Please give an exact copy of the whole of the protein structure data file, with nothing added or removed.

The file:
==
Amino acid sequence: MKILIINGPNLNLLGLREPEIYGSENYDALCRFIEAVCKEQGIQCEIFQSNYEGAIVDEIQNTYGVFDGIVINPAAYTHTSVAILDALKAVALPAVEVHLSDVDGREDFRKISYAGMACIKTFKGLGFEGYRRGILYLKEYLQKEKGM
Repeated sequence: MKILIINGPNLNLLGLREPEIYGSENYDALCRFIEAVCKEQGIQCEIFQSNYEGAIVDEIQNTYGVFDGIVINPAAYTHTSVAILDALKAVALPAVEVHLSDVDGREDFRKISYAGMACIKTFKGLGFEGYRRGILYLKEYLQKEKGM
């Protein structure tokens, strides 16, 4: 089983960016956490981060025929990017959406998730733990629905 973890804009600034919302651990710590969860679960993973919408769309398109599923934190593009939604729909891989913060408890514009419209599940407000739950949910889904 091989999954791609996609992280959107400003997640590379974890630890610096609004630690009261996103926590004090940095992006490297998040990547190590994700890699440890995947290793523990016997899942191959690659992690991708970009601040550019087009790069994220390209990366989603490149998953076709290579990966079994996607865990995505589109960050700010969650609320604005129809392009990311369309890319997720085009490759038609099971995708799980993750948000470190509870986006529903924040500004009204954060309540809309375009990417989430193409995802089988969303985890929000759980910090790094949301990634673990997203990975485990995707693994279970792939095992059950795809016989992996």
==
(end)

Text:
Amino acid sequence: MKILIINGPNLNLLGLREPEIYGSENYDALCRFIEAVCKEQGIQCEIFQSNYEGAIVDEIQNTYGVFDGIVINPAAYTHTSVAILDALKAVALPAVEVHLSDVDGREDFRKISYAGMACIKTFKGLGFEGYRRGILYLKEYLQKEKGM
Repeated sequence: MKILIINGPNLNLLGLREPEIYGSENYDALCRFIEAVCKEQGIQCEIFQSNYEGAIVDEIQNTYGVFDGIVINPAAYTHTSVAILDALKAVALPAVEVHLSDVDGREDFRKISYAGMACIKTFKGLGFEGYRRGILYLKEYLQKEKGM
């Protein structure tokens, strides 16, 4: 089983960016956490981060025929990017959406998730733990629905 973890804009600034919302651990710590969860679960993973919408769309398109599923934190593009939604729909891989913060408890514009419209599940407000739950949910889904 091989999954791609996609992280959107400003997640590379974890630890610096609004630690009261996103926590004090940095992006490297998040990547190590994700890699440890995947290793523990016997899942191959690659992690991708970009601040550019087009790069994220390209990366989603490149998953076709290579990966079994996607865990995505589109960050700010969650609320604005129809392009990311369309890319997720085009490759038609099971995708799980993750948000470190509870986006529903924040500004009204954060309540809309375009990417989430193409995802089988969303985890929000759980910090790094949301990634673990997203990975485990995707693994279970792939095992059950795809016989992996």